#784: A Very "Different" Messiah
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Reflections by the Pond
October 31, 2016
For the Lord Himself will descend from heaven with a shout, with the voice of the archangel and with the trumpet of God, and the dead in Christ will rise first. Then we who are alive and remain will be caught up together with them in the clouds to meet the Lord in the air, and so we shall always be with the Lord.
1 Thessalonians 4:16-17
° ° °
It is ironic that when the day finally arrives when the Messiah fulfills the role expected by Israel, so few of them will be able to experience or even witness it. In their study and understanding of the Scriptures, ancient Israel did not see the Messiah as the Suffering Servant, as the Lamb of God, but only as an all-powerful, no-nonsense ruler. Their picture of the Messiah was defined by passages such as Psalm 2:9—
You shall break them with a rod of iron,
You shall shatter them like earthenware.
—instead of passages such as Zechariah 9:9, where He is pictured in humility and gentleness.
Rejoice greatly, O daughter of Zion!
Shout in triumph, O daughter of Jerusalem!
Behold, your king is coming to you;
He is just and endowed with salvation,
Humble, and mounted on a donkey,
Even on a colt, the foal of a donkey.
Because He did not come in power and might, they rejected Jesus of Nazareth as the Messiah. He came to this world by means of a grubby, smelly stable—a peasant born in peasant surroundings. His teaching was, for the most part, rural; Jesus trod the dusty roads of Judea, speaking to common people and leading a rather motley, unkempt group of disciples. He did nothing to ingratiate Himself to the power elite; He did nothing to overthrow Roman tyranny; and He died an excruciating, humiliating death. This, in the eyes of Israel's religious leaders, could not possibly have been the promised Messiah or Prophet.
The Old Testament evidence, however, is clear: Jesus was and is the only individual who fulfilled every Messianic prophecy. And those prophecies described a Messiah that would first come as the Suffering Servant, the gentle and sacrificial Lamb of God.
He was despised and forsaken of men,
A man of sorrows and acquainted with grief;
And like one from whom men hide their face
He was despised, and we did not esteem Him.
Surely our griefs He Himself bore,
And our sorrows He carried;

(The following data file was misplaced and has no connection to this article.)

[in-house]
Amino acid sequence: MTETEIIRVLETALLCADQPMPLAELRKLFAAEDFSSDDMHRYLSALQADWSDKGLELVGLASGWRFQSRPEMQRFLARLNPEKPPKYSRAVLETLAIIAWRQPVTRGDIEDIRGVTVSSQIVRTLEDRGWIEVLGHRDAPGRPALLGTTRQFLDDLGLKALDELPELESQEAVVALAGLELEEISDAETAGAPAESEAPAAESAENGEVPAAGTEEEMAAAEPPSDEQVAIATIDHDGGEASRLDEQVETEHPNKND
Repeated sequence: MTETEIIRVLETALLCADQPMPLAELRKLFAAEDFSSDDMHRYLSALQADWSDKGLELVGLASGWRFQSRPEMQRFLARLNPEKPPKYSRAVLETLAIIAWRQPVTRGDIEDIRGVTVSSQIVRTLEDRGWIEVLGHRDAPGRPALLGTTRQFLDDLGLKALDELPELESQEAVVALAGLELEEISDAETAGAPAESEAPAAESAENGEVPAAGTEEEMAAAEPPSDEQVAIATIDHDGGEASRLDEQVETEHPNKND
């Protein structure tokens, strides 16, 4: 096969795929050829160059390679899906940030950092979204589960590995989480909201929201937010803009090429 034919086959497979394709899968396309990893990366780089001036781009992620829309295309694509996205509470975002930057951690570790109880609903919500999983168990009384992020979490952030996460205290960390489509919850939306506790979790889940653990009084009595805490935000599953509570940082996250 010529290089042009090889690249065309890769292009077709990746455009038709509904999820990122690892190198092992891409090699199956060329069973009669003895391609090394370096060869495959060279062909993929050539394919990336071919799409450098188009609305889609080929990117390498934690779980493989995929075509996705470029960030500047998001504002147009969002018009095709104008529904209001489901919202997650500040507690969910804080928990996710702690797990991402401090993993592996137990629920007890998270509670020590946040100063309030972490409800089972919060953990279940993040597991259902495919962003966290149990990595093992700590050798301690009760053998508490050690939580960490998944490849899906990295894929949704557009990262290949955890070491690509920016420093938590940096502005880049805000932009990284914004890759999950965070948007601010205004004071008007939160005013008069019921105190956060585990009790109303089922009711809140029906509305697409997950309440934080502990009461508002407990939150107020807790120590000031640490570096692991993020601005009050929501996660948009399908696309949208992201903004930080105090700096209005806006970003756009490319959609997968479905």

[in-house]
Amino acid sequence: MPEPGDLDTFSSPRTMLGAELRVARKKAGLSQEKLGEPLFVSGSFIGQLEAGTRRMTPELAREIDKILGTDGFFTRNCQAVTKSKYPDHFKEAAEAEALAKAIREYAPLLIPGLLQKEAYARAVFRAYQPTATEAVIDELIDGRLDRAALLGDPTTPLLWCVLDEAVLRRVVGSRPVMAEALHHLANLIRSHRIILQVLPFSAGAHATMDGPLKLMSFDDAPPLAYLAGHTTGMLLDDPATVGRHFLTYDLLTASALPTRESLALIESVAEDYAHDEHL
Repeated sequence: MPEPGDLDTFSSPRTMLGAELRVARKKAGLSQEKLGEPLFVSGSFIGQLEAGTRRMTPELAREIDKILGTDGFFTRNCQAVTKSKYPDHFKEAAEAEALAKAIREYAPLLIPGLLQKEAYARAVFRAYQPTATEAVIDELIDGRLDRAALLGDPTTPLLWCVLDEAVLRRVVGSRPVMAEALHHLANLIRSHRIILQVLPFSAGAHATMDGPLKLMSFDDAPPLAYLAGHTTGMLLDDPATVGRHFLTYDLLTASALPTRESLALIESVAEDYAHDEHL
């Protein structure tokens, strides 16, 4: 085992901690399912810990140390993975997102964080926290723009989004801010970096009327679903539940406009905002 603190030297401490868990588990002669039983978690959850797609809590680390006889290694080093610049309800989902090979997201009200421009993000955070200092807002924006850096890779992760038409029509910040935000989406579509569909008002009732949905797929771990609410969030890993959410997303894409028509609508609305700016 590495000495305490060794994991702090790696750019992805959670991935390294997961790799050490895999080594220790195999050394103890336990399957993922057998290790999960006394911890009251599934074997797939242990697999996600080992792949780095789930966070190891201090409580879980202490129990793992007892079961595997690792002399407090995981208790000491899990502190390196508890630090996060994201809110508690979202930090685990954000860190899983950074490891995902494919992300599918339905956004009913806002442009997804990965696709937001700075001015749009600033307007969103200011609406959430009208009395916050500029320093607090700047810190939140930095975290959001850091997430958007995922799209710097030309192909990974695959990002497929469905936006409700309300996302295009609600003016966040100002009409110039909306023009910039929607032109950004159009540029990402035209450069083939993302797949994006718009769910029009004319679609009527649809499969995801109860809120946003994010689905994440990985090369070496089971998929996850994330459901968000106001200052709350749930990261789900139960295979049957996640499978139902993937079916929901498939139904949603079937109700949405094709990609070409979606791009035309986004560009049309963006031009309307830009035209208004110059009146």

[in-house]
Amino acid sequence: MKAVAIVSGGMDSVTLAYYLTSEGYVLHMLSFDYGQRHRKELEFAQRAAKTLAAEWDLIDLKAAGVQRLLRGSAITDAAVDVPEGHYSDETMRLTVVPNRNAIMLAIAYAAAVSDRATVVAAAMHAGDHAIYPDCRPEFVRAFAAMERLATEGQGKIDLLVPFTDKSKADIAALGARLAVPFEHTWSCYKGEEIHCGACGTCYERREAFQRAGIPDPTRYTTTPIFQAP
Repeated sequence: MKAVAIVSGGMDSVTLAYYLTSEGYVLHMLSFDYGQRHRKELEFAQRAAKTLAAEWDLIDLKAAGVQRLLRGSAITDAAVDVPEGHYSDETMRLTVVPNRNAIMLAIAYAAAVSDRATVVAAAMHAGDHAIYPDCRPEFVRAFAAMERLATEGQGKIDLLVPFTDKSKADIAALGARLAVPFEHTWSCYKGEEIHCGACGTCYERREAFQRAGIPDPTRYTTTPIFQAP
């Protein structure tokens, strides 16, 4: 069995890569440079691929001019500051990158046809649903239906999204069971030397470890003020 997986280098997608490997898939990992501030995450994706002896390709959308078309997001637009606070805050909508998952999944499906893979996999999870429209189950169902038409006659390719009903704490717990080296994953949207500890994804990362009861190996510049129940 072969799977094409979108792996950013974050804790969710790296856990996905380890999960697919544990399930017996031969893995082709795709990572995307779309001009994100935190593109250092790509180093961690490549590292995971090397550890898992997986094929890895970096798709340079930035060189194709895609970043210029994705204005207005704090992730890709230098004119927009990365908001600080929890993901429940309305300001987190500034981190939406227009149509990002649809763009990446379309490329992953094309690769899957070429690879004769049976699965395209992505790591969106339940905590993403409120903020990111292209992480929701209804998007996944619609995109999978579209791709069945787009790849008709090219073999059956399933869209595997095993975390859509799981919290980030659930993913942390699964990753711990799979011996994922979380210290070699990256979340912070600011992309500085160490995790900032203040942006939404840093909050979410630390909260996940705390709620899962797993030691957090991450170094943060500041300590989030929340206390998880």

Yet we ourselves esteemed Him stricken,
Smitten of God, and afflicted.
But He was pierced through for our transgressions,
He was crushed for our iniquities;
The chastening for our well-being fell upon Him,
And by His scourging we are healed.
All of us like sheep have gone astray,
Each of us has turned to his own way;
But the Lord has caused the iniquity of us all
To fall on Him.
Then this same Messiah would return in triumph, as King and Ruler—and Judge. In the very first split second of Christ's return for His church, He announces that He is no longer the gentle, humble Messiah of before. Now He is Lord.
For the Lord Himself will descend from heaven with a shout, with the voice of the archangel and with the trumpet of God, and the dead in Christ will rise first.
1 Thessalonians 4:16
Thus begins the climactic third and final act of God's economy for man. The curtain is just opening and even in the first seconds Jesus the Messiah is already fulfilling His role as Judge: He selects from the earth's graves and environs only those who already know Him, who are His brothers and sisters by faith.
° ° °
Only from a human perspective is this a very different Messiah; from the perspective of heaven He presents Himself now to humanity what He has been all long. When, on earth, He was revealing Himself as the Suffering Servant, Jesus was also King. In the end times, when He reveals Himself as reigning King and Judge, He remains the gentle, giving Savior.
The essential Son of God has not changed from one thing to another; His personality has not undergone a transformation. The suffering, sacrificial servant was needed at the beginning of the second act, just as the reigning King and Judge will be needed in the third.